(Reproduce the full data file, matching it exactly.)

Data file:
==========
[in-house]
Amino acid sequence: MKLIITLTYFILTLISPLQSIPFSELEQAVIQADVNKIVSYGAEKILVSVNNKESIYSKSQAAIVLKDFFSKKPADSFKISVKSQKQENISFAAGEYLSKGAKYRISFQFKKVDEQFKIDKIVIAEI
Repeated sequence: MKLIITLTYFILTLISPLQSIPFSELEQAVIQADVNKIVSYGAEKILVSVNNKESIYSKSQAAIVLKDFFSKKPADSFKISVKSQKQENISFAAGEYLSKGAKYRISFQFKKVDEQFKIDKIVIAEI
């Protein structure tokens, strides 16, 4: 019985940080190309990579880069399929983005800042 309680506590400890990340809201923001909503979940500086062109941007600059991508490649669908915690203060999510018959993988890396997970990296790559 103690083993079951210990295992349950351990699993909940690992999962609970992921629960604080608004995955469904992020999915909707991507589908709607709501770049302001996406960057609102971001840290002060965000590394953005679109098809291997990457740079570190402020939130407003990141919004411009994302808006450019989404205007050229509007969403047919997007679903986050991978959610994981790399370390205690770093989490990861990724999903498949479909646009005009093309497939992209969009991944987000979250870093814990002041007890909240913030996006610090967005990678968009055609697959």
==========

[in-house]
Amino acid sequence: MKLIITLTYFILTLISPLQSIPFSELEQAVIQADVNKIVSYGAEKILVSVNNKESIYSKSQAAIVLKDFFSKKPADSFKISVKSQKQENISFAAGEYLSKGAKYRISFQFKKVDEQFKIDKIVIAEI
Repeated sequence: MKLIITLTYFILTLISPLQSIPFSELEQAVIQADVNKIVSYGAEKILVSVNNKESIYSKSQAAIVLKDFFSKKPADSFKISVKSQKQENISFAAGEYLSKGAKYRISFQFKKVDEQFKIDKIVIAEI
């Protein structure tokens, strides 16, 4: 019985940080190309990579880069399929983005800042 309680506590400890990340809201923001909503979940500086062109941007600059991508490649669908915690203060999510018959993988890396997970990296790559 103690083993079951210990295992349950351990699993909940690992999962609970992921629960604080608004995955469904992020999915909707991507589908709607709501770049302001996406960057609102971001840290002060965000590394953005679109098809291997990457740079570190402020939130407003990141919004411009994302808006450019989404205007050229509007969403047919997007679903986050991978959610994981790399370390205690770093989490990861990724999903498949479909646009005009093309497939992209969009991944987000979250870093814990002041007890909240913030996006610090967005990678968009055609697959």